The Essential History of Ketchup

One of the most popular condiments in the U.S. is ketchup, but most of us don't know the history behind it. Therefore, without further ado, read on for the essential history of ketchup!

The Name

"Ketchup" is actually the general name for a range of spice, salty, rather liquid condiments, according to The Oxford Companion to Food. While being a part of western cuisine, ketchup actually has oriental origins. The word "ketchup" comes from a Chinese word (in the Amoy dialect) "kétsiap," which means "fermented fish sauce." The word and the sauce were brought back to Europe by Dutch traders. While the word has stayed relatively the same, the sauce itself has changed quite bit. The popular tomato ketchup is not only the best known ketchup, but almost the only one left these days.

Other Ketchups

Another type of ketchup is mushroom ketchup, thought to be the first kind in Britain. People used to pickle mushrooms just for the mushrooms, but then started using the pickle sauce by itself. Various other ingredients have also been used to make ketchup, including, but not limited to, mussels, oysters, and walnuts. These would be blended with garlic, spices, onions, wines and/or spirits to create varying flavors.

The Popularity of Tomato Ketchup

As tomato products became more and more popular, tomato ketchup came on the scene around the 1830s. It became instantly popular in the United States and you could say it is America's "national condiment." In fact, it is almost on every restaurant table! Some of the most popular foods that are eaten with ketchup include hot dogs/corn dogs, hamburgers/cheeseburgers, and, of course, french fries! Ketchup is also used in soups, marinades and sauces. Have you ever used ketchup in pasta sauce? How about dipping your grilled cheese sandwich in a little ketchup? Ultimately, the tomato condiment has carved a nice kingdom for itself.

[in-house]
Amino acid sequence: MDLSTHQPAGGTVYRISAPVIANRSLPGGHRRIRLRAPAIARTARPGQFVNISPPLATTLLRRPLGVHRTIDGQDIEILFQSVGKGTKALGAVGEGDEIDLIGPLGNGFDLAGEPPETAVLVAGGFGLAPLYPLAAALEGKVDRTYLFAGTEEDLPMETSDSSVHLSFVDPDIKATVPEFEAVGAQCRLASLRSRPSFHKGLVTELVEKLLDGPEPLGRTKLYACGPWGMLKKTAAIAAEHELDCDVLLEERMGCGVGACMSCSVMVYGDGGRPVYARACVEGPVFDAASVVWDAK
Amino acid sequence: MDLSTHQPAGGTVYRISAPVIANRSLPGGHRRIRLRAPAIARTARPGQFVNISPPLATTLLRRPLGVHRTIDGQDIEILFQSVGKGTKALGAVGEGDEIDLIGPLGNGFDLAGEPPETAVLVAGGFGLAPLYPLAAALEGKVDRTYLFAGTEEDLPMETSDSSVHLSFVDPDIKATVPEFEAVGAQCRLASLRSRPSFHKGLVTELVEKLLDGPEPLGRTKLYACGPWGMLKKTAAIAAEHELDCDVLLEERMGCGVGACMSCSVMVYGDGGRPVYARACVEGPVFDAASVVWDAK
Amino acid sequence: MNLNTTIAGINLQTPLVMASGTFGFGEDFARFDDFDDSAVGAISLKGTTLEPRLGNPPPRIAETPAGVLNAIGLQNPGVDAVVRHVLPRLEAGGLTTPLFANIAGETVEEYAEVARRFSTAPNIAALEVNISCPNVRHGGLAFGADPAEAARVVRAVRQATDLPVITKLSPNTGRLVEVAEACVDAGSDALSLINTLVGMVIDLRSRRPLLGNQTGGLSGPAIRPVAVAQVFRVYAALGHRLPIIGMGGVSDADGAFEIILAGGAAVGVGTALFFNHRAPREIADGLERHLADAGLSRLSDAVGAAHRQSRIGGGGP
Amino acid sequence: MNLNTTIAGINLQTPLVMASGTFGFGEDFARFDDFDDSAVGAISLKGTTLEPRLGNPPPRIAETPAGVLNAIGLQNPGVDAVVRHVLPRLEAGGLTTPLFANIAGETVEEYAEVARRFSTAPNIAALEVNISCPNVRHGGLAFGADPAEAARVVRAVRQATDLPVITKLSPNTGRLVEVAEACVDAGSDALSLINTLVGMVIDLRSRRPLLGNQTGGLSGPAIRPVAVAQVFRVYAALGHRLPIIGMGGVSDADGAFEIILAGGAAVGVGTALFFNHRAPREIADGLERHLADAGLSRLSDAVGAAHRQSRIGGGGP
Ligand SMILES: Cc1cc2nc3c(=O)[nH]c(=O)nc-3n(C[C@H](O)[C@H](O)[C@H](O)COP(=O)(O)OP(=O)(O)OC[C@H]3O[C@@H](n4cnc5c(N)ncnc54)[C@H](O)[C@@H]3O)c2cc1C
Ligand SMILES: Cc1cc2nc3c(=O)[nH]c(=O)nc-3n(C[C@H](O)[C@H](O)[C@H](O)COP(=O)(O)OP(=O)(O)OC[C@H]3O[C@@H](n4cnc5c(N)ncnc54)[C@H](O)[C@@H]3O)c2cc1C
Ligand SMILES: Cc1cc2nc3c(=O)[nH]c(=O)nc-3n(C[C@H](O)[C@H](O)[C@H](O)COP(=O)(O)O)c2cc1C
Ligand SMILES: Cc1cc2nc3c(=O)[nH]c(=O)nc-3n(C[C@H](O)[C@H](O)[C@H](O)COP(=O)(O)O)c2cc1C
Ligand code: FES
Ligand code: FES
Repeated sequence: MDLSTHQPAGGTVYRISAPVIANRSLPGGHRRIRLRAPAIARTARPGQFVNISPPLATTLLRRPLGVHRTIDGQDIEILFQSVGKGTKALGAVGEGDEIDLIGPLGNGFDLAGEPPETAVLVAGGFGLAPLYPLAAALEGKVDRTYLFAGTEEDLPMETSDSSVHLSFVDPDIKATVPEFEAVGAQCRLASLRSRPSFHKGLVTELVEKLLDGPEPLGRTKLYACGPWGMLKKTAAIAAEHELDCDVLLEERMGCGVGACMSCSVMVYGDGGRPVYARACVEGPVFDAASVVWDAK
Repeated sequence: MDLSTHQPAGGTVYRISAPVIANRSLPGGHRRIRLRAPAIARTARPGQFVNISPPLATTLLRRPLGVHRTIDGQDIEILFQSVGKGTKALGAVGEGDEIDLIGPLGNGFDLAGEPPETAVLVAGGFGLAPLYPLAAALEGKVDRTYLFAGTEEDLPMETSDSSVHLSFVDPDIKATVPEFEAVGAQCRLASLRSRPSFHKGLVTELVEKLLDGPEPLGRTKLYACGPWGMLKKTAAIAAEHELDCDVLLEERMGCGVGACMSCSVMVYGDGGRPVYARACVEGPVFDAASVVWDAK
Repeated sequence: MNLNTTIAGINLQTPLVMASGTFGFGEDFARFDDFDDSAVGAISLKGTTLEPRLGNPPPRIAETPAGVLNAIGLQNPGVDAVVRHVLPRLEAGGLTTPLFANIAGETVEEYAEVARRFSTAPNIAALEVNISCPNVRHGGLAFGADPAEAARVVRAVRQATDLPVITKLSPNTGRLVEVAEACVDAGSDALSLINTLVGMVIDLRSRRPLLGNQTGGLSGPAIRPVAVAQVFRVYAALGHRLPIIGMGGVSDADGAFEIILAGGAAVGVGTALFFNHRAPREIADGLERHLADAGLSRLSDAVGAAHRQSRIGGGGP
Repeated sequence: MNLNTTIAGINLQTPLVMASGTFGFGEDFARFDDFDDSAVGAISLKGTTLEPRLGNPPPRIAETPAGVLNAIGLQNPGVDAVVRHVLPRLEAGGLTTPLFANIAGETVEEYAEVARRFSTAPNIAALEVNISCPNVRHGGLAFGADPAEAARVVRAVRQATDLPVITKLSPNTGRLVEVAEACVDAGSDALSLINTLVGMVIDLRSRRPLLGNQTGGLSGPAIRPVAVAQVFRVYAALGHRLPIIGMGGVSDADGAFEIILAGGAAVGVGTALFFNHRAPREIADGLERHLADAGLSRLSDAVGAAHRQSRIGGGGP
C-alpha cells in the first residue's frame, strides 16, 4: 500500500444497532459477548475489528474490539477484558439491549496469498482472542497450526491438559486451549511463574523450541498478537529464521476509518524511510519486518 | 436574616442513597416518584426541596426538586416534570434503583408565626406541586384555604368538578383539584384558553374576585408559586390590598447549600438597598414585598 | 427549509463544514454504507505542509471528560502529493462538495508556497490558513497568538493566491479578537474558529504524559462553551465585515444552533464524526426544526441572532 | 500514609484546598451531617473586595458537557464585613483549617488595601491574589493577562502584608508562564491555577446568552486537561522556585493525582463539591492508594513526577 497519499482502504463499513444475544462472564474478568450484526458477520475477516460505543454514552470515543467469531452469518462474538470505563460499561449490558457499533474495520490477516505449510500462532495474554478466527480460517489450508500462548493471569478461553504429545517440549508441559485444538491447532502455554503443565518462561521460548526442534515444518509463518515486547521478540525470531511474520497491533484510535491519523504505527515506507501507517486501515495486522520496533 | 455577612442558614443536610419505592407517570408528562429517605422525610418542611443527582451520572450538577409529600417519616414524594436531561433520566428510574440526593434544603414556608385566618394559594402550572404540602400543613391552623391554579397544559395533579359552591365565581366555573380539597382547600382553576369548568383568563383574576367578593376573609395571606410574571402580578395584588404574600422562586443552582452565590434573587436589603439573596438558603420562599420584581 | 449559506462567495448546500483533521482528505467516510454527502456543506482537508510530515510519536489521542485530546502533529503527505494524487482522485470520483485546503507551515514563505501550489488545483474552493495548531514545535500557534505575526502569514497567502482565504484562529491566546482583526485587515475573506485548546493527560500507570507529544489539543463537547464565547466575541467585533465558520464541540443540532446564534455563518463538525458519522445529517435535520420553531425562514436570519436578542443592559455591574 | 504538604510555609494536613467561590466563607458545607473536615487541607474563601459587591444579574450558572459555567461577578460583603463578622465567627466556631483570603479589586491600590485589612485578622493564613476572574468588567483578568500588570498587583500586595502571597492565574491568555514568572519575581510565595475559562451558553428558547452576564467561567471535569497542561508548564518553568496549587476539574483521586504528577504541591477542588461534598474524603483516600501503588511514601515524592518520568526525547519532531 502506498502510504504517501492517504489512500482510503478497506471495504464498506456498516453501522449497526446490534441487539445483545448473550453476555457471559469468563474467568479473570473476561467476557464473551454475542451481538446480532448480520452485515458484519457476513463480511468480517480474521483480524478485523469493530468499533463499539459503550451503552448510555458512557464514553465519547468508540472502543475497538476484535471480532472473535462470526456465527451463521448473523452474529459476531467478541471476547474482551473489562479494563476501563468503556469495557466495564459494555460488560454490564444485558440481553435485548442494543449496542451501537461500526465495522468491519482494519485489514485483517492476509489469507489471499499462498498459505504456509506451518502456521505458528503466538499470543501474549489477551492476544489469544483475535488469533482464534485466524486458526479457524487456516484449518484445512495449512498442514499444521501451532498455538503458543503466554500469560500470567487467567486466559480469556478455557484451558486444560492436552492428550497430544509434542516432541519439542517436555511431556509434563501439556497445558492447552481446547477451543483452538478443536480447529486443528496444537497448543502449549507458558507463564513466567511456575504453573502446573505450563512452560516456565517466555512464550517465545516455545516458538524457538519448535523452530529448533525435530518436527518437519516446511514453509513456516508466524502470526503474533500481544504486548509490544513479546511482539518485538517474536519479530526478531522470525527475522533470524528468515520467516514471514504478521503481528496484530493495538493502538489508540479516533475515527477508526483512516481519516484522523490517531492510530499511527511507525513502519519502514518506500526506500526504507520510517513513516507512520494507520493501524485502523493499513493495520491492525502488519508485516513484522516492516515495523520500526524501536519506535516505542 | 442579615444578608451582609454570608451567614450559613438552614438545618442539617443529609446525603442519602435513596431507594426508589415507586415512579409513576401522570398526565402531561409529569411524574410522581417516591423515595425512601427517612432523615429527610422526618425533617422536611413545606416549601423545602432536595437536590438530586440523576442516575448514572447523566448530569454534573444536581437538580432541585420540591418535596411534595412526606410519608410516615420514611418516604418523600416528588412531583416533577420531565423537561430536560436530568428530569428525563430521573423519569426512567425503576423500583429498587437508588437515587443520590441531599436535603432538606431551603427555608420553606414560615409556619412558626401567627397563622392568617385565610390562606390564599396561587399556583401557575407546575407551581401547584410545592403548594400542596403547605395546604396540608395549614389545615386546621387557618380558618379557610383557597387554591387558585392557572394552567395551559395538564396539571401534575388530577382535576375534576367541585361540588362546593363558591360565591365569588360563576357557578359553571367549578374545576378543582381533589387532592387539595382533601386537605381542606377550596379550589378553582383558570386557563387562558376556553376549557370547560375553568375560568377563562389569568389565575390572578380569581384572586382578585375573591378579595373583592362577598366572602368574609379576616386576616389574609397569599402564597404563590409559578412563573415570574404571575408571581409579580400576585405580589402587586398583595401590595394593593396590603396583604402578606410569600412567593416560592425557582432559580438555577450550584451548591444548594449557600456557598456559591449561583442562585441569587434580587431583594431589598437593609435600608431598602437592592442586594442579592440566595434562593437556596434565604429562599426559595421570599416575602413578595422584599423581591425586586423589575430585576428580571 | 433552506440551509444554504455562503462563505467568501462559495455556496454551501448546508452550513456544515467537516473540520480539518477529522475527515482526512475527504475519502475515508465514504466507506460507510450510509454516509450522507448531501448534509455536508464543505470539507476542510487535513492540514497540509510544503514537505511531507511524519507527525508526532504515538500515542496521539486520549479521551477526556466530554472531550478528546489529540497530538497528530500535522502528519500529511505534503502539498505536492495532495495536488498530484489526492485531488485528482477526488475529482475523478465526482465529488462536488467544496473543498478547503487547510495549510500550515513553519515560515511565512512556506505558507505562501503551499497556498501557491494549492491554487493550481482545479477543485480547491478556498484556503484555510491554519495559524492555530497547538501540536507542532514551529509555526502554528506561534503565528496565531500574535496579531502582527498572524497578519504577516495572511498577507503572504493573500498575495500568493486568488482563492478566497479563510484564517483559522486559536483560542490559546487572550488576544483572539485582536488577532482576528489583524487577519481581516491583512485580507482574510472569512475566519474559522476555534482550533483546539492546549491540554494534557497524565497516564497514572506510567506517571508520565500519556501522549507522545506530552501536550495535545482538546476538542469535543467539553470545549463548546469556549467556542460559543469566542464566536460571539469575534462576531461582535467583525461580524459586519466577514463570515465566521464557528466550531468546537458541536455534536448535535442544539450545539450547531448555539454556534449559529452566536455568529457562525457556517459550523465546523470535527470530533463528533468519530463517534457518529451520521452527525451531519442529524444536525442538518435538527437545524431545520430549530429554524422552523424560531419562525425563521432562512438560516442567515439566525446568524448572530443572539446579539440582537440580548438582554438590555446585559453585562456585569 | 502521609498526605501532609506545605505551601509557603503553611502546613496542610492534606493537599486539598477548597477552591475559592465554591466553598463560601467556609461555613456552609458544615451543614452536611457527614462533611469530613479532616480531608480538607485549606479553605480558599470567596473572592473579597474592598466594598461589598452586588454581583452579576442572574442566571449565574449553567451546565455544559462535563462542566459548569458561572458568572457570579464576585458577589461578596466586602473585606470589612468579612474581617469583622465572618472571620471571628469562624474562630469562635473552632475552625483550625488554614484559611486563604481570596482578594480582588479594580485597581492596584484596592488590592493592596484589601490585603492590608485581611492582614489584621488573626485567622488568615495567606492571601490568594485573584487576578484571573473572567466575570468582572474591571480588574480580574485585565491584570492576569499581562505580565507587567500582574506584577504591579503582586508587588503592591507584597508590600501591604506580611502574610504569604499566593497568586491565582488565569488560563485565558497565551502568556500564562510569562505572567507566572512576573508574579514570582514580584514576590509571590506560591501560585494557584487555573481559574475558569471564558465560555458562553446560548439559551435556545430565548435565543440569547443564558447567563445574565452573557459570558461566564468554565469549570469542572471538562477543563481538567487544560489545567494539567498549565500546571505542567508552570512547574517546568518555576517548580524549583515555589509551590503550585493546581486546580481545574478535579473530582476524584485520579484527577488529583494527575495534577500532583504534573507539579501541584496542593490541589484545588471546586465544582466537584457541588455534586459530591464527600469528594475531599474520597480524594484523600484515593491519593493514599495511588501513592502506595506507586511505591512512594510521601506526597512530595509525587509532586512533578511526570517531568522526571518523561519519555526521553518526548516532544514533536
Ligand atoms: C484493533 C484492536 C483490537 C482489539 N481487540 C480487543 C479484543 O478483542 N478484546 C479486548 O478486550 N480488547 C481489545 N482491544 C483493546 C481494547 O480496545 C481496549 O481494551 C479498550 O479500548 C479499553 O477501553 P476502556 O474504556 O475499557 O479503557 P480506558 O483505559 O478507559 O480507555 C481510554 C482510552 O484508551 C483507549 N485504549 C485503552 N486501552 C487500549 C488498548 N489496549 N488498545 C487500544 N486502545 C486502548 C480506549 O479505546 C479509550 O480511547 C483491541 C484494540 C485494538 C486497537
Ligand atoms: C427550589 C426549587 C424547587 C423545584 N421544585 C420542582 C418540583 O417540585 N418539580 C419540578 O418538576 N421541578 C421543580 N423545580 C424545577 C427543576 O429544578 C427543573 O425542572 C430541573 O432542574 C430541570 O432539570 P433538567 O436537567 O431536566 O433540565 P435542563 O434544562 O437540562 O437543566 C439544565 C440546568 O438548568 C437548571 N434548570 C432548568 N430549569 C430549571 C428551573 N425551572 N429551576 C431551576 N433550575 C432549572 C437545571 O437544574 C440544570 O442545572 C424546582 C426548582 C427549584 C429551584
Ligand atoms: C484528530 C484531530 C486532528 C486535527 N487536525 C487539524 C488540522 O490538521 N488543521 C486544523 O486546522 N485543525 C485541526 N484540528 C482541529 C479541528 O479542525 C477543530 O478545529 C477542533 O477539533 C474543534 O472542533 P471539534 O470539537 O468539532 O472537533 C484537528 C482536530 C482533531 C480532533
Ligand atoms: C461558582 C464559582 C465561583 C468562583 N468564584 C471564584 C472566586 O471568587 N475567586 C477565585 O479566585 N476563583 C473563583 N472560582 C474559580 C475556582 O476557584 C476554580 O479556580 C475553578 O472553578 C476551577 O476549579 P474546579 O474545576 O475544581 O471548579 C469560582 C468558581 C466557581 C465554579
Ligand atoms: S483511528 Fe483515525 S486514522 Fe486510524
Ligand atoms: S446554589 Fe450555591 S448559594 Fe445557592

Ketchup Fun Facts

An article about ketchup would not be complete without a few fun facts!

  1. There are about 10 whole tomatoes in each Heinz ketchup bottle.
  2. If you're having trouble getting the ketchup to pour out of the bottle, put a drinking straw down to the bottom of the bottle. The air that goes to the bottom will help it pour easier.
  3. Heinz ketchup company buys more than two million tons of tomatoes every year!
  4. Ketchup was only recently surpassed as the most widely used condiment in the U.S. In 2013, salsa sales were higher than ketchup.
  5. 97% of kitchens in the United States have ketchup.
  6. Heinz ketchup has a speed limit. It is only approved for distribution if it comes out of the glass bottle at 0.045 km/h.

For the Love of Tomatoes

At Tasti-Lee, we love tomatoes more than any other fruit (or vegetable). To learn more about our tomatoes, feel free to visit our website at http://www.tastilee.com.

Article Source: http://EzineArticles.com

No Comments Yet.

Leave a comment